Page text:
MANHASSET, N.Y., June 22 A new gene therapy technique tested on a dozen patients in the United States may keep symptoms of Parkinson's disease from getting worse.The study, published in the current issue of the journal Lancet, was led by Dr. Andrew Feigin, director of Neuroscience Experimental Therapeutics at The Feinstein Institute for Medical Research in collaboration with New York Presbyterian Hospital-Weill Cornell Medical Center.
The gene therapy would be used to reduce symptoms and not alter the underlying disease process, the Feinstein Institute said Friday in a release.One woman and 11 men with advanced Parkinson's disease received a surgical infusion of fluid containing a viral vector and genes for a protein called glutamic acid decarboxylase that is critical in controlling a neurotransmitter called GABA that is reduced in patients with Parkinson's disease, the study said. Feigin said that patients had about a 27 percent improvement in symptoms. The scientists are designing a double-blind placebo controlled trial that would enroll far more patients in an attempt to see whether the gene therapy is effective in reducing symptoms
Roy Piwovar
Unregistered guest
Posted on Saturday, June 23, 2007 - 4:40 pm:   Delete PostPrint Post   Ban Poster IP (Moderator/Admin only)

Great news, MEMorrisNJ.

By the way, I advised a friend with Parkinson's to cut out his aspartame sweetened sodas. They also put him on medication. He's doing much better and I wonder how much of a factor the nutrasweet was.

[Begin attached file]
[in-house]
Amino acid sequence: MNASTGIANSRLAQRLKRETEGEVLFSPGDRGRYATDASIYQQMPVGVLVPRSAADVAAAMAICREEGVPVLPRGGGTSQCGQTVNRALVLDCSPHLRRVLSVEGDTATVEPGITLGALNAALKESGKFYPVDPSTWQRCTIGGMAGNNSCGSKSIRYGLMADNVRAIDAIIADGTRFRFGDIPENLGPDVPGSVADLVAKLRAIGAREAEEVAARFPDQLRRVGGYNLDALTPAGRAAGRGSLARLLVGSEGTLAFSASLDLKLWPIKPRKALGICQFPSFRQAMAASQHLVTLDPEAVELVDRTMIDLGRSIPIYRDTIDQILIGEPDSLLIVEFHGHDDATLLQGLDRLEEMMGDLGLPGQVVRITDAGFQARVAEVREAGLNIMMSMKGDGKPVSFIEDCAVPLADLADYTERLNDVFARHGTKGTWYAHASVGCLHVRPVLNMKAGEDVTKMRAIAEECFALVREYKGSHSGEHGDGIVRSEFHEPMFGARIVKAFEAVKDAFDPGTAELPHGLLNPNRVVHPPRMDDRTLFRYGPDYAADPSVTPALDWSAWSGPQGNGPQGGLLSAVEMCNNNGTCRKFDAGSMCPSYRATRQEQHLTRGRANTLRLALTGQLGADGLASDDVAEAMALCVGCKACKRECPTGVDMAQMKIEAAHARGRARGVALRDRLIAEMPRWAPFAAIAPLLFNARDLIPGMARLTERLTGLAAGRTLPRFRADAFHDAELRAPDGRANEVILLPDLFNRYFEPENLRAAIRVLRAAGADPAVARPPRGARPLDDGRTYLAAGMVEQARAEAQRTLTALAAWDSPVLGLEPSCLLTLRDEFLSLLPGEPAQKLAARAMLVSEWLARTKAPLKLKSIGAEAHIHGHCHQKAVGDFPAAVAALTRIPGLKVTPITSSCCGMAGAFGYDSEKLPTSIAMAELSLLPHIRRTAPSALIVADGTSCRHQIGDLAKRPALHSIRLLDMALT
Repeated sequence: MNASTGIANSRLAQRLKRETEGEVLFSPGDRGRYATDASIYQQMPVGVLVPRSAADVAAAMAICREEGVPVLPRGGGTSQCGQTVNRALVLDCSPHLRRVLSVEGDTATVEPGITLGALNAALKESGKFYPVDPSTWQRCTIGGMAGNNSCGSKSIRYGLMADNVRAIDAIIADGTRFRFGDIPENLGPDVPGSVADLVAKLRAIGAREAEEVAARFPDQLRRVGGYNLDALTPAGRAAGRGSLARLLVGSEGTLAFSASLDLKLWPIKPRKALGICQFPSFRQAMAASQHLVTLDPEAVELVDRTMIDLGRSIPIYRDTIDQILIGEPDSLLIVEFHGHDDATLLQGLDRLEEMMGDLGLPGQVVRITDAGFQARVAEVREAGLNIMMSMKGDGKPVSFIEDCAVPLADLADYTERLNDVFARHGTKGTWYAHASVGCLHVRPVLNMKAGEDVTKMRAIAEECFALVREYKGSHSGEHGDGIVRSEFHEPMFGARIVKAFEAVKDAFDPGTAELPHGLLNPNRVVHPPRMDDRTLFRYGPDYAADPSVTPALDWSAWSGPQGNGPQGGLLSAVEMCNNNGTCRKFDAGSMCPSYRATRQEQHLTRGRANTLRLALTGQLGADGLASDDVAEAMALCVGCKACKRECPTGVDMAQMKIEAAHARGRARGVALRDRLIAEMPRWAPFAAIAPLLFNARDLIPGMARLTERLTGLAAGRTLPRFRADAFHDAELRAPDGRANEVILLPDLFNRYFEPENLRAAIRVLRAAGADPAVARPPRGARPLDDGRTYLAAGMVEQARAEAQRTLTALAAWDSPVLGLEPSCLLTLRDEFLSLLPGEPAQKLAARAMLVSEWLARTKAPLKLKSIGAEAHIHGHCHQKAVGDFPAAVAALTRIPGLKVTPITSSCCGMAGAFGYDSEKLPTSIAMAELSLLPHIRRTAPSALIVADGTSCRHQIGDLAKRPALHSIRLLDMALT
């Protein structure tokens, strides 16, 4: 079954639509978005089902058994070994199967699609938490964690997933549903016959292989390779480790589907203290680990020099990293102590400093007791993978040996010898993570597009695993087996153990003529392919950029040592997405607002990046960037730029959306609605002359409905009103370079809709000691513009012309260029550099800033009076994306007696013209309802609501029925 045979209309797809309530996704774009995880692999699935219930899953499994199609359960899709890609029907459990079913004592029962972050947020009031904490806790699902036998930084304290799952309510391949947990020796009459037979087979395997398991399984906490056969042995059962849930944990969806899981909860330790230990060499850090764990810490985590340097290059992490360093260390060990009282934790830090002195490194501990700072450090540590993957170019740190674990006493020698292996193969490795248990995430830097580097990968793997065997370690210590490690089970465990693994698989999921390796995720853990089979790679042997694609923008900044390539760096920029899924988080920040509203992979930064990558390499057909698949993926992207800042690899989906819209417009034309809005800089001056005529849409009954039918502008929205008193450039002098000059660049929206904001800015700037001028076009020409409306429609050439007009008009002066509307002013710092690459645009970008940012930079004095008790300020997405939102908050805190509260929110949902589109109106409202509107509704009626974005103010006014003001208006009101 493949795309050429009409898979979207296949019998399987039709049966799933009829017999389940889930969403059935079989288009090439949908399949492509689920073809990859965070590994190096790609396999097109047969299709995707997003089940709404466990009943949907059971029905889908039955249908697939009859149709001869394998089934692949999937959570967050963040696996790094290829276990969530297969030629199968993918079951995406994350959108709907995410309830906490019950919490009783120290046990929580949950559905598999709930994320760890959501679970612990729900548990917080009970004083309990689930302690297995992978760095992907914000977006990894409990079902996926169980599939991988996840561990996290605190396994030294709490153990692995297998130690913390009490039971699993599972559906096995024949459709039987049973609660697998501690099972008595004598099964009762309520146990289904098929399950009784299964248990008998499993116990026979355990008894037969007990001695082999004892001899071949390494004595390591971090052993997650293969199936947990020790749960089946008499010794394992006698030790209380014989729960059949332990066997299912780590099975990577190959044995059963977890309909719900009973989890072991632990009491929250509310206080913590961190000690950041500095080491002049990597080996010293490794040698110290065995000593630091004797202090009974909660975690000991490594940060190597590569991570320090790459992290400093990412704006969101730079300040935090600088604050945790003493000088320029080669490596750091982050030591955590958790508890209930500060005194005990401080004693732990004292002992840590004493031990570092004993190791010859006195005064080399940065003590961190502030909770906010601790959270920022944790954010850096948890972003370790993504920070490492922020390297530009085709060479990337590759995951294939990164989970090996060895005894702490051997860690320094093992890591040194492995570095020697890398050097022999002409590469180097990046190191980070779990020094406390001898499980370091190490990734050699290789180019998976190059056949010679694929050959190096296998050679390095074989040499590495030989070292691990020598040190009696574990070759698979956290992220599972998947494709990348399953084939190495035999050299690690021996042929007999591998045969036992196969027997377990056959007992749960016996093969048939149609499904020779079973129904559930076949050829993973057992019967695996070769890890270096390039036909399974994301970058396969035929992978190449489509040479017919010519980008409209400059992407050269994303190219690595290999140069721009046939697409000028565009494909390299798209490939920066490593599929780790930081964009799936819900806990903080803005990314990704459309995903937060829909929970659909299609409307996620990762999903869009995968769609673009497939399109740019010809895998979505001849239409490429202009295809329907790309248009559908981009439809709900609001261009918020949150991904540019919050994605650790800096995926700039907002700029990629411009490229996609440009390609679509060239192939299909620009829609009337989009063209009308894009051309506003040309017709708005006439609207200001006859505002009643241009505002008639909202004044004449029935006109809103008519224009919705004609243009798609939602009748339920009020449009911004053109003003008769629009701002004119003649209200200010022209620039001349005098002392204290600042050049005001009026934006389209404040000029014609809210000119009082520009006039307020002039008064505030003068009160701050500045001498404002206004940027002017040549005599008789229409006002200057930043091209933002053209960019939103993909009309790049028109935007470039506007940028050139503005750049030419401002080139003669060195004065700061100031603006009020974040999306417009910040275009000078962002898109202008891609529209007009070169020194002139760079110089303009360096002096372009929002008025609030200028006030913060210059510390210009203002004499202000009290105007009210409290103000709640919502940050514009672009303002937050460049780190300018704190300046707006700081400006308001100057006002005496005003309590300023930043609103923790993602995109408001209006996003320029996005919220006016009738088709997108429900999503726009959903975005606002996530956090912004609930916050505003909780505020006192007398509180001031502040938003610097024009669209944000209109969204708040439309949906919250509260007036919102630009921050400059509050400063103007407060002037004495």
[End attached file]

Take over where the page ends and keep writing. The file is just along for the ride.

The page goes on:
Deb A.
Unregistered guest
Posted on Monday, June 25, 2007 - 10:38 am:   Delete PostPrint Post   Ban Poster IP (Moderator/Admin only)

The evidence is overwhelming....the glutamate connection we have been saying for years...Parkinson's, autism, Alzheimer's, RLS, and so on.
MEMorrisNJ
Unregistered guest
Posted on Monday, June 25, 2007 - 4:10 pm:   Delete PostPrint Post   Ban Poster IP (Moderator/Admin only)

I found the references about neurotransmitters at neurorelief.com very interesting (but I know nothing about their products)
From this reference at https://www.neurorelief.com/index.php?option=com_content&task=view&id=229&Itemid=48
it appears that some folks need to increase glutamate activity (as in Alzheimers) and some need to decrease glutamate activity (as in autism). Quote:
"Glutamate is the primary excitatory neurotransmitter in the brain
Anxiety, insomnia, compulsive disorders, and panic disorders, are typically associated with increased glutamate
Alzheimer's, reduced memory, cognitive impairment, and reduced neural plasticity are typically associated with decreased glutamate
Epinephrine and norepinephrine are excitatory neurotransmitters which increase the likelihood of glutamate release and neuron depolarization
Supplementation with histidine containing therapies like ExcitaCor can increase epinephrine and norepinephrine and enhance glutamate activity
Supplementation with theanine or taurine containing therapies like TravaCor or GABAMax can decrease glutamate activity"

And it says at
https://www.neurorelief.com/index.php?option=com_content&task=view&id=232&Itemid=48 that high levels of excitatory neurotransmitters will cause rapid and repeated neuron firing and increase neurotoxin formation." --- they say this causes neurodegenerative disorders, Parkinson's, Alzheimer's, and autism.
Carol H
Unregistered guest
Posted on Sunday, July 01, 2007 - 8:56 am:   Delete PostPrint Post   Ban Poster IP (Moderator/Admin only)

I think they are incorrect on the "glutamate activity" front. Memantine a glutamate blocker used to treat Alzheimer's. I think the only folks that suffer from a LACK of glutamate activity are children with Down's syndrome who have problems with too much GABA. Unfortunately, they had to stop giving them a medicine that caused seizures - which means they have to get the levels right.
It is true that normal glutamate in the brain is involved in memory but that only works if you've got neurons left that still work.